Is innovation truly possible? Did the invention of type change anything? Is selection inherently good or bad? Can we channel our creative roots by returning to handwriting?

What do character count limits really mean?

We all know that the Chinese and Japanese writing systems often use a single character to represent an entire word, but how that affects these speakers’ interactions with information technology doesn’t seem to be often considered. So let’s take a moment to do that today.

Everyone who’s ever sent a text or tweet has encountered the dreaded character limit. In SMS messages, we must contain ourselves to 160 characters, and in tweets, 140. Sure, some have achieved impressive economy of their language to express very profound thoughts in such short spaces (for example, the famous six-word novel that Hemingway possibly wrote, “For sale: baby shoes, never worn,” is certainly tweetable).

But for the average Joe, sometimes it’s hard to get everything you want to say in a tweet or text. Often you need to make weird abbreviations or leave out details—or maybe give up altogether and call, or decide not to tweet.

The Chinese and Japanese don’t have it so hard. Ben Summers has calculated that the communication power of Japanese tweets is equivalent to 260 English characters, far beyond the 140-character limit. That seems like a big difference, but what does that mean in the real world?

A recent article on Tofugu quotes a number of Japanese tweets, providing their English translations as well. Let’s take a look at one.

Here’s the original Japanese tweet from user @irispeach, coming in at exactly 140 characters. As you can see, there are even plenty of gratuitous punctuation marks and line breaks, just to rub it in.



And here’s the English translation that the author of the article gives:

The reason why I don’t want to dye my hair black again (or don’t want to look tidy and clean) is because a woman who has black hair and looks tidy and clean can tend to have following problems;

・They tend to be looked down on by guys.
・They tend to be molested more often than women with different hair color.
・Black hair tends to give men the impression that they are gentle, quiet, and obedient.
・They tend to give an impression of yamato-nadeshiko

Ever since I dyed my hair and stopped putting in so much time and effort applying makeup to my face, the number of times I’ve been molested has dramatically decreased. I’m no longer approached by strange men, either. I’m much more at ease now.

That’s 696 characters. Even taking into account more economical possible translations from the Japanese text, you clearly get way more bang from your buck as far as thoughts-per-tweet go.

Can you imagine scrolling through your Twitter feed, parsing such lengthy tweets? It would certainly slow you down; Twitter would feel anything but “light” and “micro.” There’s no doubt that if each tweet had a 700-character limit, the service would be radically different—probably not nearly as popular. Yet that’s exactly how it is in Japan, where it’s actually tremendously popular.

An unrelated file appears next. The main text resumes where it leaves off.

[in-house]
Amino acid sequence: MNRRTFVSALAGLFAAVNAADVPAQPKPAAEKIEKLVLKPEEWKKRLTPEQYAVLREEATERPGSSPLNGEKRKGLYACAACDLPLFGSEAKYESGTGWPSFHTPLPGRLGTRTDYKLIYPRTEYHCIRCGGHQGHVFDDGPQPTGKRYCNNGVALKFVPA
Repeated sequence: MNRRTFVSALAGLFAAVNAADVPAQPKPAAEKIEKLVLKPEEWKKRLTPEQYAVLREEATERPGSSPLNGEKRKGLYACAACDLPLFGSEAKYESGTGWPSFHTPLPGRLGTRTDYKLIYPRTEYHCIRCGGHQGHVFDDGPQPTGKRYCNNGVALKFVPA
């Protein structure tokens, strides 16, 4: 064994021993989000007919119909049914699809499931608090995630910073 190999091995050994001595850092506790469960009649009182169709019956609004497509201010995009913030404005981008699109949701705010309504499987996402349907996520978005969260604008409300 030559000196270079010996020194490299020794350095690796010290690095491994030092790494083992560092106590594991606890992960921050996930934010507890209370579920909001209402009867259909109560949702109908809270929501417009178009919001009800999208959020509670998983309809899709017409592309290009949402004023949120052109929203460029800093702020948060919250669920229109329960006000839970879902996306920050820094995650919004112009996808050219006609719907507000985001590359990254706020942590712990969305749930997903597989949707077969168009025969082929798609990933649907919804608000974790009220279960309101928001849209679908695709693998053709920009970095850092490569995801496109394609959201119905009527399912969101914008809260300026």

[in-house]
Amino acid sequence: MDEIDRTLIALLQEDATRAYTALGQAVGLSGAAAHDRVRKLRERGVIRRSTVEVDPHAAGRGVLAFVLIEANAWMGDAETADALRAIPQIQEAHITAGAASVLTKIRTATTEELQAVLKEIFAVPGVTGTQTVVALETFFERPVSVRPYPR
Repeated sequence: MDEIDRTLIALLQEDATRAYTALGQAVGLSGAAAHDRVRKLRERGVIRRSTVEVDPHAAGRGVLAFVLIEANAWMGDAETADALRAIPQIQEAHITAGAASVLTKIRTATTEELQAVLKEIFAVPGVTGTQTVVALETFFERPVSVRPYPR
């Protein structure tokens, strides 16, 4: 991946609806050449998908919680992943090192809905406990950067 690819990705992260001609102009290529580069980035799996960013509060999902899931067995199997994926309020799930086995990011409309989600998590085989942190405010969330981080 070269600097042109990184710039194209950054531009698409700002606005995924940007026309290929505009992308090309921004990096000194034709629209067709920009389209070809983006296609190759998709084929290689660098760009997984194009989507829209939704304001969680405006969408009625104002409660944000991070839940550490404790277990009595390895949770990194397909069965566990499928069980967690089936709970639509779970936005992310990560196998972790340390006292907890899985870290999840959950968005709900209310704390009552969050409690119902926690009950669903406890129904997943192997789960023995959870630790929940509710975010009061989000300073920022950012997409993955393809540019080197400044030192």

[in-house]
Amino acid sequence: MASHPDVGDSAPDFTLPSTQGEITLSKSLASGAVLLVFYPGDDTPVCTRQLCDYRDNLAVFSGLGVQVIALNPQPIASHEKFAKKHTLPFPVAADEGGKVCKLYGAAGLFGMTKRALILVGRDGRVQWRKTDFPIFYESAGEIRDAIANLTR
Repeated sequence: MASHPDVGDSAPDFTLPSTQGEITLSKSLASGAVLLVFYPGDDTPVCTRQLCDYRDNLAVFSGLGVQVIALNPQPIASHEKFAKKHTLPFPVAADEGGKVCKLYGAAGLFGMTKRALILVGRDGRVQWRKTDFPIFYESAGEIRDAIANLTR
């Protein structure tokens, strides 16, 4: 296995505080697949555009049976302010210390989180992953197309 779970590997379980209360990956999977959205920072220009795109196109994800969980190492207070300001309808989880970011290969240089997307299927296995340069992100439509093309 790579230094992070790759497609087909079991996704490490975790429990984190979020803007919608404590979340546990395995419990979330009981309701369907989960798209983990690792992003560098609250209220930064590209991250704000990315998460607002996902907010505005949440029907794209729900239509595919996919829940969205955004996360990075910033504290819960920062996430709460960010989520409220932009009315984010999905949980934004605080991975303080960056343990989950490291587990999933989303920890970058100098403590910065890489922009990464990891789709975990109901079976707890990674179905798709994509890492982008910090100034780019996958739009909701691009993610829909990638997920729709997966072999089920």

The emoji you never use

Apple seems to love emoji, the Japanese emoticon library, and they’ve played a considerable role in popularizing them outside Japan. I’d like to explore the history and development of emoji in Japan and their spread to the West, but that is quite an undertaking. For now, let’s consider one small aspect of emoji: the weird ones.

We all intuitively “get” what the facial emoji are trying to convey. Just take a look:


Okay, I admit I’m not quite sure when that face mask one would come in handy, but for the most part each of these is pretty clear. But emoji go well beyond little faces: As aficionados know well, there’s a cactus, some leaves, a Hokusai print, a little pile of poop, a dinosaur… Though they’re ambiguous, many of us have found uses for them (sometimes, in fact, because they’re ambiguous).

But there are some emoji we (probably) never, ever use: the ones that just show a Japanese character. For example, you can see some of them here:


For English speakers, these icons have even less communicational utility than a picture of a VHS tape. For Japanese speakers, on the other hand, they do convey something concrete. But when, why and how could they be used? What is the value of using the emoji over just typing the character?

I posed the question to Koichi, creator of a number of innovative Japanese learning tools and arbiter of Japanese culture. It turns out that these icons are handy shortcuts—ways to convey in a single icon what would normally take a few characters. Consider the 申 emoji, for example. Japanese speakers understand it as a shortened form of 申し込み, which means “apply” or “register.” And 祝 is a shorter way to say お祝い, which means “congratulations.” Thus, when under the restraints of time or character limits, or simply to add a bit of style to a message, these emoji can be employed.

Still, they don’t seem to be used that widely. If we take a look at Emoji Tracker, a real-time tracker of emoji use on Twitter, which displays the emoji in order of popularity, we see that the emoji showing Japanese characters fall squarely at the end of the list.